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Int. J. Mol. Sci. 2018, 19(2), 521;

Plant and Mammal Aquaporins: Same but Different

Institut des Sciences de la Vie, Université catholique de Louvain, Croix du Sud 4-L7.07.14, B-1348 Louvain-la Neuve, Belgium
Author to whom correspondence should be addressed.
Received: 17 January 2018 / Revised: 31 January 2018 / Accepted: 1 February 2018 / Published: 8 February 2018
(This article belongs to the Special Issue Aquaporins: Water Channels Essential for Living Organisms)
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Aquaporins (AQPs) constitute an ancient and diverse protein family present in all living organisms, indicating a common ancient ancestor. However, during evolution, these organisms appear and evolve differently, leading to different cell organizations and physiological processes. Amongst the eukaryotes, an important distinction between plants and animals is evident, the most conspicuous difference being that plants are sessile organisms facing ever-changing environmental conditions. In addition, plants are mostly autotrophic, being able to synthesize carbohydrates molecules from the carbon dioxide in the air during the process of photosynthesis, using sunlight as an energy source. It is therefore interesting to analyze how, in these different contexts specific to both kingdoms of life, AQP function and regulation evolved. This review aims at highlighting similarities and differences between plant and mammal AQPs. Emphasis is given to the comparison of isoform numbers, their substrate selectivity, the regulation of the subcellular localization, and the channel activity. View Full-Text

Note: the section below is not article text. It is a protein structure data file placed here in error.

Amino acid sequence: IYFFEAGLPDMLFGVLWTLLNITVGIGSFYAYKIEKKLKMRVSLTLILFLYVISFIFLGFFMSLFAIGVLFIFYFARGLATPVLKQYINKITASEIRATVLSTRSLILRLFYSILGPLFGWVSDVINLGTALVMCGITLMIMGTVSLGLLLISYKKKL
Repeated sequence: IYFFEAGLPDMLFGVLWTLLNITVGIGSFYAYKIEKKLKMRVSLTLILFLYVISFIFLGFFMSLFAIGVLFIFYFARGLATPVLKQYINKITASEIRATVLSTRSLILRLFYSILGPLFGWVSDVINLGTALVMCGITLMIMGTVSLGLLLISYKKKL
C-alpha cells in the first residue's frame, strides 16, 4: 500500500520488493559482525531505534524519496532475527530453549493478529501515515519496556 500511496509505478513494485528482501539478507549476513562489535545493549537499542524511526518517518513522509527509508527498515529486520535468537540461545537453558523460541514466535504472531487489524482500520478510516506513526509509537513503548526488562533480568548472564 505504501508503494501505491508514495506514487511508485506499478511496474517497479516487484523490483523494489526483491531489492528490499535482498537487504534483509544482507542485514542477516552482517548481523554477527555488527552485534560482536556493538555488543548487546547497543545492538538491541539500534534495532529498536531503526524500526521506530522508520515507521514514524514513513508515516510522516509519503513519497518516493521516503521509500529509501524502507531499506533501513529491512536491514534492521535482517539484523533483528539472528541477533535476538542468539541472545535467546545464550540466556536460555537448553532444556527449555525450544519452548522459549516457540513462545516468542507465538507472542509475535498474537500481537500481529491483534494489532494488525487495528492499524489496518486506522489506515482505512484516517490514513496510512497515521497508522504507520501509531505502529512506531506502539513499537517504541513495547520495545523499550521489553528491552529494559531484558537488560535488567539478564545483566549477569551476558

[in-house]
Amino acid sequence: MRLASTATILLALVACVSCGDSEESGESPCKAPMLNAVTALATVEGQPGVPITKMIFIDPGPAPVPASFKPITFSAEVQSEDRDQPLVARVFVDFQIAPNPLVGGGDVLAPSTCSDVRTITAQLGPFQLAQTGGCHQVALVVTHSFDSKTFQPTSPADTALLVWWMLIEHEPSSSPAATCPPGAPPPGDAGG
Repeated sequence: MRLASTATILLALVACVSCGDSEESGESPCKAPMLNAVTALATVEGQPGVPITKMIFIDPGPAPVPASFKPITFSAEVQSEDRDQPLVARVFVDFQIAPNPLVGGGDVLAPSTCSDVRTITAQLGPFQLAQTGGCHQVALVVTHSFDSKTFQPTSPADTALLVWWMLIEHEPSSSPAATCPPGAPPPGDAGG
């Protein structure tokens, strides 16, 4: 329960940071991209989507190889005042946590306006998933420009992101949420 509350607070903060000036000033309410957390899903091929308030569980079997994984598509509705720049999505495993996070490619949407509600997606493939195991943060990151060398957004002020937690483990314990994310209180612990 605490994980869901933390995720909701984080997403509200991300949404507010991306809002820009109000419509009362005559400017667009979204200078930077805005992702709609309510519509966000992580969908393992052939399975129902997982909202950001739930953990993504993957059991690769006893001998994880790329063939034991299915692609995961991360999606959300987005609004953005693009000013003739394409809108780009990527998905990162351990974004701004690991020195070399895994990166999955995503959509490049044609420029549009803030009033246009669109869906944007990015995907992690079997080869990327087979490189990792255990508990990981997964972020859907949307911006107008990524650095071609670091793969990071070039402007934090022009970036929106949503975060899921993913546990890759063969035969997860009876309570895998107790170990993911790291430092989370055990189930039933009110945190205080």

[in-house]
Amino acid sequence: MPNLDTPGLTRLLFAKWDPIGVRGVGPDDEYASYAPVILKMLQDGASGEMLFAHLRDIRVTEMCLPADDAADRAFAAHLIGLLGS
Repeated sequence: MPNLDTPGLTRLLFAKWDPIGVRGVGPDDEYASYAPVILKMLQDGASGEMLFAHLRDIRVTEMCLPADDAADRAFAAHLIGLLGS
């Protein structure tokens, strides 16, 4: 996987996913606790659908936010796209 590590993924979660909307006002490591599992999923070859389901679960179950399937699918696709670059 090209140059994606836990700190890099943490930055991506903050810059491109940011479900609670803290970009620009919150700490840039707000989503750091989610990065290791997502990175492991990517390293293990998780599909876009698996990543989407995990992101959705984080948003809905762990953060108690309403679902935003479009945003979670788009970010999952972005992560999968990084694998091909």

Keywords: aquaporins; plant; mammal; regulation; heteromerization; specificity; gating aquaporins; plant; mammal; regulation; heteromerization; specificity; gating
This is an open access article distributed under the Creative Commons Attribution License which permits unrestricted use, distribution, and reproduction in any medium, provided the original work is properly cited (CC BY 4.0).

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Laloux, T.; Junqueira, B.; Maistriaux, L.C.; Ahmed, J.; Jurkiewicz, A.; Chaumont, F. Plant and Mammal Aquaporins: Same but Different. Int. J. Mol. Sci. 2018, 19, 521.

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